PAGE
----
Bring forth The Great Bore, an ecstatic hologram projected 20 feet high across a classroom wall, for those teleschooling it’s projected directly into their living room, the audience dull, anaesthetized, their eyelids heavy.
“The Great Bore,” the teacher remarks “was a period in history dating from 2012 to [emitted from transcript]”.
The students ears glossed into an aural mainframe, their eyes panning to and fro searching for the next glimmer of excitement, hands in gloves allowing touch from another time, all is incredible, awe-inspiring, technology wrapped around humanity causing thrilling vibrations…and all are bored.
The compressed strains of Western hedonism, complacency and ignorance combine into a virulent mixture of perpetual malaise. The strain is caught easily, thrown into nation upon nation until all that matters is the strongest psychopath. Genuine absorption into knowledge no longer exists, attempts are made to find those who will listen, those who care for the past and for thought, but no such soul lives. Turn your heads left and right, witness the forever-end of the human race, overweight, narcissistic, discipline-lacking husks of being, fawning over their individual screens, messaging nothings back and forth, engorging on the sweetest of goods – “Am I hungry? Or am I just bored?” asks the sweat-laden, breathless hollow-man. Misanthropy heightened for all, and for all no sense of belonging.
The universe wont even throw you its scraps, not even a mere morsel, you beg chaotic zero to give you something for your hunger, but it wants you famished, an animal race deprived of soul-food for eternity. Scattering humans on an apathetic sphere, attempting to scrape up the most minor of events, trying to find their meagre portion of life.
The mass wishes to be freed from this mind-numbing, wage-slavery of nothingness, one minute away from nothing, an event, a moment, some unique instant must exist. The mass that live their lives in mediocrity, neither dumb enough or smart enough for pure-fulfilment. We are the grey matter of life, playing out our time until death, just waiting ‘round.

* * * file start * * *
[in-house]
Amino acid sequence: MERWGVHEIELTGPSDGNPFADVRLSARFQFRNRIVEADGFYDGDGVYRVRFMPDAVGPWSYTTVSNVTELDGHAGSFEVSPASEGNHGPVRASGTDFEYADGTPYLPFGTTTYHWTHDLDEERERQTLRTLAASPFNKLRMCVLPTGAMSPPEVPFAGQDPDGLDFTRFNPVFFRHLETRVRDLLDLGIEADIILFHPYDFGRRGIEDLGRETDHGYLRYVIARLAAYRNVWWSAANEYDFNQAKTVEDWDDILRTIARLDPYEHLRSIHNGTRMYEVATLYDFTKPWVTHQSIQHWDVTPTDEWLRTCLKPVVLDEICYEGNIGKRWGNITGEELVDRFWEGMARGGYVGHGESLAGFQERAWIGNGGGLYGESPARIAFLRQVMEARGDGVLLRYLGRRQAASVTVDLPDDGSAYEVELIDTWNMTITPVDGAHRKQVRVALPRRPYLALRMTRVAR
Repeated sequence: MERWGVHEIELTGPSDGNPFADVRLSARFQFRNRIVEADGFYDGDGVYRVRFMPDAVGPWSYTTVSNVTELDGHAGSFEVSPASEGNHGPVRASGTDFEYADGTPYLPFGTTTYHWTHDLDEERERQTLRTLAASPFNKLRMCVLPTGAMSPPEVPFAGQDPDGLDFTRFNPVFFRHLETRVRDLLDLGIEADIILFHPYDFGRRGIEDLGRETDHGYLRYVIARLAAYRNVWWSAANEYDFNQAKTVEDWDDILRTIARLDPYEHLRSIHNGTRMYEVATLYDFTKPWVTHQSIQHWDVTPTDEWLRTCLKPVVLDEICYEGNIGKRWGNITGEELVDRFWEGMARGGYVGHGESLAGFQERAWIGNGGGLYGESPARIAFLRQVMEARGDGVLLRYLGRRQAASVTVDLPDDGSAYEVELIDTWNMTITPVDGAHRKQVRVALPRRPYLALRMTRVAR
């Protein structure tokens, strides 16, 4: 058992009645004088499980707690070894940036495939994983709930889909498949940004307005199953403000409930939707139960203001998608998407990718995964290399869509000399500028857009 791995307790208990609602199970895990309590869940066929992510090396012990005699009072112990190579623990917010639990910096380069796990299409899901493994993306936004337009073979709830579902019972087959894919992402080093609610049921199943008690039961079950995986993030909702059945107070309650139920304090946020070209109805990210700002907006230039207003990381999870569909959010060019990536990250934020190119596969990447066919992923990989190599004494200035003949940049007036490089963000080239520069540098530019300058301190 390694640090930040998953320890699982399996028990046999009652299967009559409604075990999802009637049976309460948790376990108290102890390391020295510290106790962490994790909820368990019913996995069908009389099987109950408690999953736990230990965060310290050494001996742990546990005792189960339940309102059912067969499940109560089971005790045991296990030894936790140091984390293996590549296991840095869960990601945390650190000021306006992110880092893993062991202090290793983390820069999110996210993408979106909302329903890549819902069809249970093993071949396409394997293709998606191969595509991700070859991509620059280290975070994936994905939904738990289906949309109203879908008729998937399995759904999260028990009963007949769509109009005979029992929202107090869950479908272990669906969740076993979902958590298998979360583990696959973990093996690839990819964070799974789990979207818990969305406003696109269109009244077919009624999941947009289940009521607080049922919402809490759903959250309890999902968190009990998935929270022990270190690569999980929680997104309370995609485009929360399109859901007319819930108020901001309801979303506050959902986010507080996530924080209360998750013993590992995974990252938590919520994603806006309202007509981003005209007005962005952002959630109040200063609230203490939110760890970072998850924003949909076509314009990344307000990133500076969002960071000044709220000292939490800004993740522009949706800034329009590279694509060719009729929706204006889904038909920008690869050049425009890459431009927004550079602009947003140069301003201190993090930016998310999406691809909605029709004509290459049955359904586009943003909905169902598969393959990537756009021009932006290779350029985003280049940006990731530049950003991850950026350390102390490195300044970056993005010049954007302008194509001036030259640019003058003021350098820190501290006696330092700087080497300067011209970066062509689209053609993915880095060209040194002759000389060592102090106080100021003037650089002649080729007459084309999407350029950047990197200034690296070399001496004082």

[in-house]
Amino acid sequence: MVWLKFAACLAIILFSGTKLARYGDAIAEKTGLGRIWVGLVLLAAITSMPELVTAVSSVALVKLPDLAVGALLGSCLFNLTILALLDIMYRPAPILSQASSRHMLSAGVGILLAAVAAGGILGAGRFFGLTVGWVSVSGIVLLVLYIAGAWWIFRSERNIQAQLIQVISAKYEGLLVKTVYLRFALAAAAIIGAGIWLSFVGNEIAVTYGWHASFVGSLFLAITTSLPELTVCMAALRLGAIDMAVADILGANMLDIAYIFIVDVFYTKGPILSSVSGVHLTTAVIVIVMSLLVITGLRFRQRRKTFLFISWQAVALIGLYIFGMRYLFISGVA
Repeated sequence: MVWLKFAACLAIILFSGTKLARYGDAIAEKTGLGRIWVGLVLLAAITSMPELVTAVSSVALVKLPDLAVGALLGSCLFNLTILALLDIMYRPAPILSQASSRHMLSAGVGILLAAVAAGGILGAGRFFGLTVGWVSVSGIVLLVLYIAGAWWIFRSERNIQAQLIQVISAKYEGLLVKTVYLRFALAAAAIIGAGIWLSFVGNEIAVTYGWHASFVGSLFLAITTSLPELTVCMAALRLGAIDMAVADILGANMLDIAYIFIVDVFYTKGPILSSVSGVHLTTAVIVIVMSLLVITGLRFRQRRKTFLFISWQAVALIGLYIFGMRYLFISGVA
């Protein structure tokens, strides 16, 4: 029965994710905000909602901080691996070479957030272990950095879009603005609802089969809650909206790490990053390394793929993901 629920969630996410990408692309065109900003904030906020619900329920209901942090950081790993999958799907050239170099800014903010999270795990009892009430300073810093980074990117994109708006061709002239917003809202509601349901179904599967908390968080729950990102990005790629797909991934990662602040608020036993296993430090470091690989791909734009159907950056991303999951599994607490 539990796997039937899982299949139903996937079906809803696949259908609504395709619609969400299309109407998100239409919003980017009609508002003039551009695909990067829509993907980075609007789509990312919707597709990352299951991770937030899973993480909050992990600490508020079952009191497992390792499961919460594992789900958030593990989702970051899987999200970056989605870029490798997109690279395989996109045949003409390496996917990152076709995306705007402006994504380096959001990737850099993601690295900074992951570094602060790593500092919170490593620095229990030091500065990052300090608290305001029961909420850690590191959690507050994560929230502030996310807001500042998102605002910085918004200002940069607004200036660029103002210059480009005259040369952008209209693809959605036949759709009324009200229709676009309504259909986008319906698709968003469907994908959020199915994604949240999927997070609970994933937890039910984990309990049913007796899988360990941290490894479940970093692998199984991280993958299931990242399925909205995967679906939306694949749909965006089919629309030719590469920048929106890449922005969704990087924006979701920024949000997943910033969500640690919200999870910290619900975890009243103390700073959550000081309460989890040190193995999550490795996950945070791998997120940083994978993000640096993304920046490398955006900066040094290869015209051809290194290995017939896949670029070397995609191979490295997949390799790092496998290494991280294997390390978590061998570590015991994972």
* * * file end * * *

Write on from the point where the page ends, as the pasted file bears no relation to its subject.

“I would sum up my fear about the future in one word: boring. And that’s my one fear: that everything has happened; nothing exciting or new or interesting is ever going to happen again … the future is just going to be a vast, conforming suburb of the soul.” – J.G.Ballard, Re/Search no. 8/9 (1984)
We’re bearing witness to death of fantasy, wonder and play, examples of the latter that survive only help curate the demise of others. Evolution, adaption and natural selection will all accelerate into the micro. As depression rises, tiredness evolves and we select our mental misadaptation towards the future. You say you’d love a world without work, but just take a second glance into the eyes of the jobless. Those free to do as they please, without financial worry or burden of fatigue, stability and security amount to very little in a world without event. Wondering ceaselessly from entertainment to entertainment, the monotony continues for those without interest. Those without mandatory occupation for survival end up addicted to consumption.
We used to list the amount of terrorist attacks by the year, now we list them by the month. How long will it be until they’re listed by the week, by the day?
“Not a bad few hours, 2 bombings and a shooting.”
Less than 100 deaths is a good day in the future. All extremes pushed to their limit, excitement exists only in further dreams of unique failures. Less than a million people care that we may get to Mars, or that AI might take over. And as the apathy rises, constructions begin not only to dismantle, but to fall off altogether; bring forth the rude, stinking, unpresentable, tyrannous, self-centred, overweight, unemployable, untrustworthy, emotionless and ultimately indifferent human-race. Only worthy of spit and shun.
I’ve seen entertainment beyond imagination, guns shots, explosions and car crashes blend into a static haze of boring filler. I can click into any channel any time, wildest desires in the morning, compilation of misery at lunch and vomit-comps for dinner. I could listen to albums of death metal at full blast and remain exhausted. In a few years I’ll be injecting high fructose corn syrup into my corneas for sweet relief from The Great Bore.
Perhaps Foster Wallace’ posthumous novel The Pale King rang the loudest truth, at least for the coming era:
“To be, in a word, unborable…. It is the key to modern life. If you are immune to boredom, there is literally nothing you cannot accomplish”
No wonder so many of us are excited by North Korea vs USA, perhaps the only thing that could possibly break boredom is a nuclear blast.
No one told me acceleration was going to be numbing.